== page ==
An extreme plan to stop fentanyl overdose deaths in New Jersey

Fentanyl is a strong synthetic opioid that doctors use to treat severe and advanced cancer pain.

It’s also used by drug dealers and cartels to boost the spikes users get from heroin, cocaine, methamphetamine, marijuana, and every other substance you can think of, and it’s causing a huge spike in opioid overdose deaths in New Jersey and across the country.

Senator Paul Sarlow, a Democrat from Bergen, is pushing a plan to eliminate the massive amount of fentanyl flowing into the Garden State.

“A lot of these drug dealers flog marijuana and other drugs with fentanyl, so the user doesn’t realize it but they get the fentanyl, I want to make it a first-degree crime, it’s not like selling marijuana to someone,” he said.

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Sarlo is sponsoring legislation (no invoice number yet) that would make selling, possessing, or manufacturing more than 10 grams of fentanyl a first-degree crime, punishable by up to 20 years in prison and a fine of up to $200.00.

His measure also states that selling or possessing any amount of fentanyl up to 10 fines would be a second-degree crime, which carries a penalty of 5 to 10 years in prison and a fine of up to $150,000.

A man in the hands behind the prison holding the bars of the prison steel cage. Imprisonment of the criminal offender in prison.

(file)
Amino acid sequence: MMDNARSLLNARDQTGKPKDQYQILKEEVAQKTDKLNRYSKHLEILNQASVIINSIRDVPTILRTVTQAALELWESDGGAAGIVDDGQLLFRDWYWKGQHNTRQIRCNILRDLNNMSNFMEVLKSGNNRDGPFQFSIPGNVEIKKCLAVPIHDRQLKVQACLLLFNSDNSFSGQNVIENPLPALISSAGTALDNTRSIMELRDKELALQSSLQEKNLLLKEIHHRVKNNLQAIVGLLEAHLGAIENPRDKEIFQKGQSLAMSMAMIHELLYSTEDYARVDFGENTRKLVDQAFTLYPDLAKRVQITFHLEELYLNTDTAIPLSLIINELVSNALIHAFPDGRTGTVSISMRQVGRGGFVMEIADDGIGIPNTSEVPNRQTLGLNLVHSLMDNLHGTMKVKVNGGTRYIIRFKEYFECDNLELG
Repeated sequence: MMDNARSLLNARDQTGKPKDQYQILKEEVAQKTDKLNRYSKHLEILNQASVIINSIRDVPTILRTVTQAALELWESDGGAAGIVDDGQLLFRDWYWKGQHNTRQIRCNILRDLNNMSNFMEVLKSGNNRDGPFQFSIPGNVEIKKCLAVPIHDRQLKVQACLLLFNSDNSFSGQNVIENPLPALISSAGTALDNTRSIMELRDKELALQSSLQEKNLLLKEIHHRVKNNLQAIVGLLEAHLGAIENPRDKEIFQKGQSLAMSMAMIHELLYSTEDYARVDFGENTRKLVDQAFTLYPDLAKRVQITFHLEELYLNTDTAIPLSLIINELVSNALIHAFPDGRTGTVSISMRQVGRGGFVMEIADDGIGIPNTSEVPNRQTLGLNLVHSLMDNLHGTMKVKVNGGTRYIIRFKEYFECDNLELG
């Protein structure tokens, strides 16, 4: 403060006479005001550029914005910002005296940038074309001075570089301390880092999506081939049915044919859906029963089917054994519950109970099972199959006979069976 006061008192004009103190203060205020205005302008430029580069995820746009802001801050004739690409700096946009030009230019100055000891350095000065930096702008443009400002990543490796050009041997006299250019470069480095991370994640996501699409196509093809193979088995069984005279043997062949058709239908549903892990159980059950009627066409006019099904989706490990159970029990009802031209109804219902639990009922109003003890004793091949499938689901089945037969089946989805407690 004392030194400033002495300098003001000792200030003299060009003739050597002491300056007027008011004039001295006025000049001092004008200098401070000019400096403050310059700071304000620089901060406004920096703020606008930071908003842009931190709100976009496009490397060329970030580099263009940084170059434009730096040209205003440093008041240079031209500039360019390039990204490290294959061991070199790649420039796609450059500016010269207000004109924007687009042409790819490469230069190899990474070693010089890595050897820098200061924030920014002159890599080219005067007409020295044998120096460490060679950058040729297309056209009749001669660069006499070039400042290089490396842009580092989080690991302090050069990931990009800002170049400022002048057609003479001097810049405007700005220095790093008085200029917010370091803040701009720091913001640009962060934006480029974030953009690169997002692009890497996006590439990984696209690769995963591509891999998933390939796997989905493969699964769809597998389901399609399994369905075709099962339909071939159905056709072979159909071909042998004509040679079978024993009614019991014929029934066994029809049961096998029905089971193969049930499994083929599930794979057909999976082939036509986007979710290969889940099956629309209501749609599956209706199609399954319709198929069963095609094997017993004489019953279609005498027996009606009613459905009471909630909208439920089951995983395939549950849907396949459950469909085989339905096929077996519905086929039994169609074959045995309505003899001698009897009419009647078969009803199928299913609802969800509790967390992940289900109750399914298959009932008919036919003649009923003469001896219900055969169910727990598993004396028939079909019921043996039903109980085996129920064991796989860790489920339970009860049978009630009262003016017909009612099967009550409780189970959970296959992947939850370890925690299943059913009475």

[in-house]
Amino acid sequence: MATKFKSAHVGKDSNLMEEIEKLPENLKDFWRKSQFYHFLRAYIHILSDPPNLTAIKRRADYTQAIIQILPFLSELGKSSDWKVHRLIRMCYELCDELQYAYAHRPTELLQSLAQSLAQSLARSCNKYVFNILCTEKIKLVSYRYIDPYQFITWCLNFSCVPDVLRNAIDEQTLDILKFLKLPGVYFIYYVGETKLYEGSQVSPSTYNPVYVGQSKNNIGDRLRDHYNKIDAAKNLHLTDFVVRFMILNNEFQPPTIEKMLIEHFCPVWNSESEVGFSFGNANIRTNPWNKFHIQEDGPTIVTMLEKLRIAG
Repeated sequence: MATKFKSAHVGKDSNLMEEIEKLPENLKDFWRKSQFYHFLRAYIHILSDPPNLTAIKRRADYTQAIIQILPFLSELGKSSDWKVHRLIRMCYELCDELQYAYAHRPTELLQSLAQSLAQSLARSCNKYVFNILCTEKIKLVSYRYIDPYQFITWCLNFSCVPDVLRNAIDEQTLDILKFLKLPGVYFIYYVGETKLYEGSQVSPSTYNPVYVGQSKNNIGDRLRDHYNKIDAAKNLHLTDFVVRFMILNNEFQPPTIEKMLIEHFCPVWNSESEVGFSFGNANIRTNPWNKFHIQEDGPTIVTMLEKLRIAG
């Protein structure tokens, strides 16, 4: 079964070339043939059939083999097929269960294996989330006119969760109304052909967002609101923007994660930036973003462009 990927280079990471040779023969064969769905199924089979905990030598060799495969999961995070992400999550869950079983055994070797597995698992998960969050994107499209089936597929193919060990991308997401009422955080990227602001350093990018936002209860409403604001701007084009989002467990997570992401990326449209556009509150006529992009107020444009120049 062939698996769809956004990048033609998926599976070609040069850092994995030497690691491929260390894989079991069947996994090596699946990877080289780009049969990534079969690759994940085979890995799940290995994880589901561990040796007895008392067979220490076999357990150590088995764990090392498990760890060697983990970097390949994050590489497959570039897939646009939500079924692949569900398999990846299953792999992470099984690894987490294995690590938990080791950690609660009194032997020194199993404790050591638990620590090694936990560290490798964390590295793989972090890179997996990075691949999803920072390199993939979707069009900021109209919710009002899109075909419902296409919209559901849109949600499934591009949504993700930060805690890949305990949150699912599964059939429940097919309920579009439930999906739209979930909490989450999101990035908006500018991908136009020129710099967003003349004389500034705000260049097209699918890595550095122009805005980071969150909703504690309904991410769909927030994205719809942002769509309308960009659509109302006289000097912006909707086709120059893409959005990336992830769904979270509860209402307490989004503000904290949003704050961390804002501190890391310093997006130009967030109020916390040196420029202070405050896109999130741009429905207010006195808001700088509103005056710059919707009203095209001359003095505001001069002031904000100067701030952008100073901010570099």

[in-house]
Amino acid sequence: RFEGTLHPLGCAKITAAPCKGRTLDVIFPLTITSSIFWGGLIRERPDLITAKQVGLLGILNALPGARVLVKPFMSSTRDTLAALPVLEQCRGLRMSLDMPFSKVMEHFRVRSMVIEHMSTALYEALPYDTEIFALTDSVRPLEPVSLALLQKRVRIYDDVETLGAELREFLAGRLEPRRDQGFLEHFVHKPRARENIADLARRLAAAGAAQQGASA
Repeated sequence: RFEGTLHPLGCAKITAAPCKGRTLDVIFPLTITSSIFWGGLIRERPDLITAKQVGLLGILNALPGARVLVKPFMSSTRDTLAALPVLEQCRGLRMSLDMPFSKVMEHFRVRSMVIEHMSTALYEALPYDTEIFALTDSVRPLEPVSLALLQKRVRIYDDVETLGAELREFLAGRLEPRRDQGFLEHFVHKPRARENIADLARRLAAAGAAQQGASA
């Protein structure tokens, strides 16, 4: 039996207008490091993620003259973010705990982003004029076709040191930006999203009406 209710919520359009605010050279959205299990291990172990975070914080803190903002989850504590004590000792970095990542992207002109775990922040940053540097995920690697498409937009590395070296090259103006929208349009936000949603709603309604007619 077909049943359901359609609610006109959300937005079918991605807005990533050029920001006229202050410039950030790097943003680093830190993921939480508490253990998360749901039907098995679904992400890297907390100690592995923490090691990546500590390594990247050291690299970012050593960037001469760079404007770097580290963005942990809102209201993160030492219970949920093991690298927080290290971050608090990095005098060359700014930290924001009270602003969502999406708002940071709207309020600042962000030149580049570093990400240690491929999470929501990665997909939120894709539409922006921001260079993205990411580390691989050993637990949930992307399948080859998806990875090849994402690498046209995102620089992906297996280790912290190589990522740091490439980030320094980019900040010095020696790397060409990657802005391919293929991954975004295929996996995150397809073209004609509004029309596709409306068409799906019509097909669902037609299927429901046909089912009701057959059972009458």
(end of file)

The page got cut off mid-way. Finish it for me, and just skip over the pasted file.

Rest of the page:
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This may sound harsh, he said, but it is “a volatile and deadly drug, and those who inject or inhale fentanyl run the risk of immediate death.”

Fentanyl is dangerous even when touched because it can be absorbed by the skin.

“It’s very deadly, it’s not about drug addiction, this is about killing someone, it’s not the same as taking out a gun and shooting someone,” he said.

Susan Gibson, the special agent in charge of the New Jersey Drug Enforcement Agency, warned Garden State residents that no more than 2 milligrams of fentanyl mixed with the drug can kill you in seconds.

She said the DEA has now begun investigating drug overdose deaths, and if they were caused by taking fentanyl, the case would not be treated as accidental but as a homicide.

“Those pushing fentanyl on the street, it’s almost like a license to literally kill,” Sarlo said.

He said the Bergen County District Attorney’s Office recently arrested a man who was in possession of 15 pounds of fentanyl, enough to produce an estimated 3.5 million fatal doses.

More than 3,000 people died of drug overdoses in 2021 in New Jersey, according to the state medical examiner, and law enforcement officials have warned the total could rise even higher this year.

David Mathew, New Jersey Reporter 101.5. You can reach him at [email protected]

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